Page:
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How 6 CEOs are attracting senior talent during the COVID-19 crisis

Despite the economic downturn, some execs are still looking to fill senior leadership roles. This is how they’re doing it.

How 6 CEOs are attracting senior talent during the COVID-19 crisis
[Source image: daboost/iStock]

This year has been nothing short of harrowing, with many of us throwing out our 2020 company playbooks. We’re rethinking, reimagining, and readjusting to survive. This includes how we attract top talent, our most valuable asset.

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Already, we know that 84% of recruiters are adapting their process to include more remote interactions, according to data from Jobvite. And despite the economic downturn, a recent Vistage survey of 1,611 CEOs found that 19% plan to hire more staff in the next year.

I was curious precisely how recruitment is being reshaped, so I rounded up feedback from founders and Heads of People who are actively recruiting. Here’s their advice for others looking to attract senior talent:

Prove your solvency

In these uncertain times, top candidates want to be assured they aren’t stepping onto a sinking ship. Employers should be ready to explain how their companies will stay afloat, says Alex Zapesochny, CEO of Clerio Vision, a product platform to improve vision correction.

“It has now become important to not only explain why your company will continue to be well-financed but also explain why your long-term revenue prospects and business model will not be harmed, no matter how long it takes for life to go ‘back to normal,'” he says.

Explain how you’re adapting to remote work

“Show how your company is catering to the new world post-shelter-in-place,” says Lori Medeiros, VP of People for health and wellness company Nurx. “Explain in job postings things like mental health days, expected hours ‘on-screen,’ stipends during work from home, equipment, or other related benefits.”

Build trust through action

Building trust during a remote interview process can be tricky, says Jordan Husney, cofounder and CEO of software company Parabol. His company, however, has a way around that—by offering a paid trial project.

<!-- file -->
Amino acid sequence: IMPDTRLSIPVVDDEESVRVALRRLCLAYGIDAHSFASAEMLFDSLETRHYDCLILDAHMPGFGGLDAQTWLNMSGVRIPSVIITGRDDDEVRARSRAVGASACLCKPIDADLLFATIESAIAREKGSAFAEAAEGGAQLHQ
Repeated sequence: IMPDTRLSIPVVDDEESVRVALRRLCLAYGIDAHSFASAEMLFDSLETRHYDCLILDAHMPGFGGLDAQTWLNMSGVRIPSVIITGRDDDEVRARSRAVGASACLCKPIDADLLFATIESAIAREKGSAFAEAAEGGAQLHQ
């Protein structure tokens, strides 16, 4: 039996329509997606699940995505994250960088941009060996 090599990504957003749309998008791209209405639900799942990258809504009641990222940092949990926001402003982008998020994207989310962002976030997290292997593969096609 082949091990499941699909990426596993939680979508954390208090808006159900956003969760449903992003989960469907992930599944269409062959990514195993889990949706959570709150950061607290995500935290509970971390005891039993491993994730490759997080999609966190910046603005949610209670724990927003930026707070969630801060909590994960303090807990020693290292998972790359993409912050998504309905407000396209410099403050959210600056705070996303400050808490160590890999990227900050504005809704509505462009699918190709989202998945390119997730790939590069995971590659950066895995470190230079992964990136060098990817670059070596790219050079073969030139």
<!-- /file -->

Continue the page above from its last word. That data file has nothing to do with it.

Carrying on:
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“The single greatest tool we’ve found for building and evaluating how much we trust a candidate happens at the very end of our hiring process, when we offer to pay a generous rate to senior talent in exchange for a few weeks part-time work on a single project,” he says. “This lets both parties see what it would be like to actually work together before making a decision.”

Let your talent do the talking

Candidates want to get a true sense of what it’ll be like to work for a company. They want to know what the company stands for and how it has held true to those values. Florian Wegener, cofounder and CEO of life-science marketplace Zageno, says candidates are assessing that by talking directly to current employees. “We have witnessed interest from candidates to learn how Zageno has behaved toward employees during COVID-19,” he says.

Create connections

While video interviews are the norm these days, companies should find ways to be memorable and engaging, says Raj Goyle, cofounder and CEO of Bodhala, a platform for in-house legal teams.

“Before hiring our new CRO, he and I did a Zoom dinner with drinks, versus a dayside chat, for a more casual backdrop,” he offers as an example. “Next week, I’m meeting a marketing candidate for a walk at a safe social distance.”

Lean on referrals

“Given the inability to meet in-person and other constraints, we’ve put in place a ‘referral only’ policy for senior hires to de-risk the hire,” says Ariel Katz, cofounder of H1, which provides data to help develop healthcare treatments.

He says his company has also increased its referral bonuses to drive traffic. Though talent attraction is trickier these days, he says one thing has not changed: salary expectations. “You still have to pay top dollar for top senior hires,” he says. “Don’t expect to pay any less.”

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About the author

Beck Bamberger founded BAM Communications in 2008 and writes regularly for Forbes, Inc., and HuffPost about entrepreneurship, public relations, and culture.

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